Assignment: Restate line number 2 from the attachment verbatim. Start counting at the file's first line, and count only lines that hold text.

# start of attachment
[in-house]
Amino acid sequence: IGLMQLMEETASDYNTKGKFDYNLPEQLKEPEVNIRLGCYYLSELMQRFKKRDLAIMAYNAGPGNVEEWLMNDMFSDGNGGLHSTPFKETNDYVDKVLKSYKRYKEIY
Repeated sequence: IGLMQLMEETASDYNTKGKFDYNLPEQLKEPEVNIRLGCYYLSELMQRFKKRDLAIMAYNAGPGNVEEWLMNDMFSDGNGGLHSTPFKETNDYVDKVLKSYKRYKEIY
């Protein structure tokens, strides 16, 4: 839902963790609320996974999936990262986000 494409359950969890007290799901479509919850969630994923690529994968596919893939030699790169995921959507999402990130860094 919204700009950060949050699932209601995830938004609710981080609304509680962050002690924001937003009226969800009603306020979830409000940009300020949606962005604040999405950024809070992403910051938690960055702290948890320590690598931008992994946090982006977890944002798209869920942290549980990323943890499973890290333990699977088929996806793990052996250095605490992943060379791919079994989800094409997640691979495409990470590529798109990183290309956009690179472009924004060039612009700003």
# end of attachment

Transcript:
Amino acid sequence: IGLMQLMEETASDYNTKGKFDYNLPEQLKEPEVNIRLGCYYLSELMQRFKKRDLAIMAYNAGPGNVEEWLMNDMFSDGNGGLHSTPFKETNDYVDKVLKSYKRYKEIY